Wednesday, April 01, 2020

Rebooted 'Invisible Man' is one giant missed opportunity

Feb 27. 2020
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By Michael O'Sullivan
The Washington Post

It's never fair to judge a movie based on what you want it to be. But when that movie sets an explicit goal and then fails to meet it - heck, doesn't even try to meet it - it's open season.

"The Invisible Man," part of Universal's attempt to reboot the studio's classic monster flicks - a multi-movie series that kicked off with the 2017 flop "The Mummy," starring Tom Cruise - is such a film.

At first, Elisabeth Moss brings a nice, "Handmaid"-ish energy to the role of Cecilia, a woman who leaves her abusive husband, Adrian, a Tony Stark-like tech entrepreneur with a specialization in optics, and who comes to believe that his subsequent suicide is a fake. While wearing an invisibility suit, he is now stalking her.

Or so she says.

But Cecilia also explains how Adrian (Oliver Jackson Cohen, of "The Haunting of Hill House") was a master of psychological manipulation, controlling not just what she wore, ate, said and did, but what she thought. Adrian's true genius, his brother tells Cecilia, was how he "got in people's heads." Early in the film, by writer-director Leigh Whannell ("Upgrade"), there's a deliberate ambiguity as to whether Cecilia is right, or whether she's imagining things, as it appears to her friend (Aldis Hodge), a police officer who has taken her in, and his teenage daughter (Storm Reid).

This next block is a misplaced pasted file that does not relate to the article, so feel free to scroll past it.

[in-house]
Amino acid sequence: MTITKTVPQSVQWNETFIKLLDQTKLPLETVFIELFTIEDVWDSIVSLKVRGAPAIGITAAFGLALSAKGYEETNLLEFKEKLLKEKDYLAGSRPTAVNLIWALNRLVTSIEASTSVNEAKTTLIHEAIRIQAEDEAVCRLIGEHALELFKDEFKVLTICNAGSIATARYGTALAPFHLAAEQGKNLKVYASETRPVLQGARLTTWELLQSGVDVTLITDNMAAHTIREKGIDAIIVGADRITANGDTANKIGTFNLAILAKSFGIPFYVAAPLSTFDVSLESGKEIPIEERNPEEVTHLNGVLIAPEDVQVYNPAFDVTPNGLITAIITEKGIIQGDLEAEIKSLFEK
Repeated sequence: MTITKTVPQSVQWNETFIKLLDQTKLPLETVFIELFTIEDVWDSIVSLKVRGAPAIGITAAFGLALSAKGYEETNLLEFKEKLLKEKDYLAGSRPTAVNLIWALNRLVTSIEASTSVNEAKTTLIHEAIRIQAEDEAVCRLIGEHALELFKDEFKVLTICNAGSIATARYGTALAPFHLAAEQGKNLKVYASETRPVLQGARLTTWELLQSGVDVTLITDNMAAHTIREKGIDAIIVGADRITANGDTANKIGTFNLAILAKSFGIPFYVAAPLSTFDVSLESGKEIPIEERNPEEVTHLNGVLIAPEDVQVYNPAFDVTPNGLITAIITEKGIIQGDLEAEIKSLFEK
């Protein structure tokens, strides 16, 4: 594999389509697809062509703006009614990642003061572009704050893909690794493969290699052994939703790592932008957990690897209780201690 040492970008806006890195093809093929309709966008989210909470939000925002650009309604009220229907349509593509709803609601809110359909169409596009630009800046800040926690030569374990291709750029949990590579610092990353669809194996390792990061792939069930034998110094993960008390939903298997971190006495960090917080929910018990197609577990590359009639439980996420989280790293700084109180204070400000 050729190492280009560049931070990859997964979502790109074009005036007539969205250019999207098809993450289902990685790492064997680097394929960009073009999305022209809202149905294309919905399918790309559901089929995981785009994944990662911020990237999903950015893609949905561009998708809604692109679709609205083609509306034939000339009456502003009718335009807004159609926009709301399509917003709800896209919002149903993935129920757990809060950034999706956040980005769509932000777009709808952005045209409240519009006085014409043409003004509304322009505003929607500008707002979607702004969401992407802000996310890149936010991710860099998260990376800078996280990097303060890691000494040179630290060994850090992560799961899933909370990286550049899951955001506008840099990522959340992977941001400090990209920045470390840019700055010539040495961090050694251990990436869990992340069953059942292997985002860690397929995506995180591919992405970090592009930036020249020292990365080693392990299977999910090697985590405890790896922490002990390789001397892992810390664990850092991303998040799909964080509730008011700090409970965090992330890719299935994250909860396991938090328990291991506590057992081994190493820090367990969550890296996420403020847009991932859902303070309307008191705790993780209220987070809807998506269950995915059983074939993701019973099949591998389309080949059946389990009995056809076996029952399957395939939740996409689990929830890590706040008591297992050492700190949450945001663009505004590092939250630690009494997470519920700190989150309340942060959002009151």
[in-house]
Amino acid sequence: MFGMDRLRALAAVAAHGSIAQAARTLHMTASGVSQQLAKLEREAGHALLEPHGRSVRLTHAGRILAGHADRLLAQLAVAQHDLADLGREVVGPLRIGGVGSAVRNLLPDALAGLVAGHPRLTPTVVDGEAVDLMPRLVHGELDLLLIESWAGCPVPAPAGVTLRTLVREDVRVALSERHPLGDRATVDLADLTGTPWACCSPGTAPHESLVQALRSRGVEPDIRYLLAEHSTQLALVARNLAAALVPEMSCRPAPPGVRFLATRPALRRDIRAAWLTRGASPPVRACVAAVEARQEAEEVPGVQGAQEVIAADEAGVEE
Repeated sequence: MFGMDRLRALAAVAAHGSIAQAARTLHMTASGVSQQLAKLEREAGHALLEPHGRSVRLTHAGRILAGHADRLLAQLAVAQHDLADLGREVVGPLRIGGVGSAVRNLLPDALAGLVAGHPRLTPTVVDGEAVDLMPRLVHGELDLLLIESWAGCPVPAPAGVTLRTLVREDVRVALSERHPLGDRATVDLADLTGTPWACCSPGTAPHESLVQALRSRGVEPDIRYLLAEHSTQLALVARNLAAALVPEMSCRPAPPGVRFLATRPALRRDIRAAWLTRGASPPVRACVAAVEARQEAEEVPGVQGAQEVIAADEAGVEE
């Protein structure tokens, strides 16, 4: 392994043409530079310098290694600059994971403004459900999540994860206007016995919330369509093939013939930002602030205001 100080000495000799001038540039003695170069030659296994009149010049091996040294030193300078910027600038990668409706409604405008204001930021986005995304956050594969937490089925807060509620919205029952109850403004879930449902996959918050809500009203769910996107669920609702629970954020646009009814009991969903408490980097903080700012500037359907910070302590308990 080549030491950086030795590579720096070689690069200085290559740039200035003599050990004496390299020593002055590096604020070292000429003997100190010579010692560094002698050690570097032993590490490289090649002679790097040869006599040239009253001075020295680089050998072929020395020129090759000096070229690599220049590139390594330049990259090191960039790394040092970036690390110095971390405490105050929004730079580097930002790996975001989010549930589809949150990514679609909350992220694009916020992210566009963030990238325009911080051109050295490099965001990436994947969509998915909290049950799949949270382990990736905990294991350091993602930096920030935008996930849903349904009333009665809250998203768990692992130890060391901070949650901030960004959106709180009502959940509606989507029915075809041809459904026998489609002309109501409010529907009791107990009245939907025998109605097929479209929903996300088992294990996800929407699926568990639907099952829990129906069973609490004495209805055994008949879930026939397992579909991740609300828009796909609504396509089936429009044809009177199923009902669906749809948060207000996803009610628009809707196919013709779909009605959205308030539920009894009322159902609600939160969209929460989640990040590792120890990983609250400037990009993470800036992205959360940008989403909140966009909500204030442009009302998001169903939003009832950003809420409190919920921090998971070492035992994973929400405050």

In short, there's an intriguing mystery. Is Cecilia so traumatized by her past that she's seeing - or fantasizing - things that aren't there? Or is Adrian, or someone else, trying to gaslight her into doing something rash? Adrian has left her $5 million in his will, which stipulates that Cecilia forfeit the money if she's ruled mentally incompetent. Whannell introduces a delicious dynamic in the first act, in which Cecilia seems to sense, to almost smell the presence of Adrian, although she - and we - don't see a thing.

It's enough to make Cecilia think she's losing her mind.

But all this tingling psychological horror evaporates as quickly as the phantom breath we see next to Cecilia as she stands outside - supposedly alone - one chilly night. What replaces it is a far more plodding and pedestrian kind of movie, the parameters of which can be revealed because they're all laid out in the trailer: Yes, there's someone in an invisibility suit tormenting her.

"There you are!" Cecilia says.

The only question is who "you" is. Harry Potter? Casper the Psychopathic Ghost? Or could it be that other character over there? The one who isn't even trying to deflect our suspicions?

From this point on, "The Invisible Man" becomes a showcase for a series of not especially cool or expensive-looking special effects: a floating knife here; a gun going off in midair over there; people being thrown around, like rag dolls, by an unseen force. For a long time, no one believes Cecilia, even after it's plain to us that she isn't crazy.

So what does that leave us with? A supervillain movie. Not that that's a bad thing by definition. But "The Invisible Man" has a hole at its center: something that was there for a brief, tantalizing second, and that is gone.

It isn't Adrian, or whoever will be revealed in the film's "Scooby-Doo"-like unmasking. It's just a giant missed opportunity to be something more.

- - -

One and one-half stars. Rated R. Contains strong, bloody violence and coarse language. 110 minutes.

Ratings Guide: Four stars masterpiece, three stars very good, two stars OK, one star poor, no stars waste of time.

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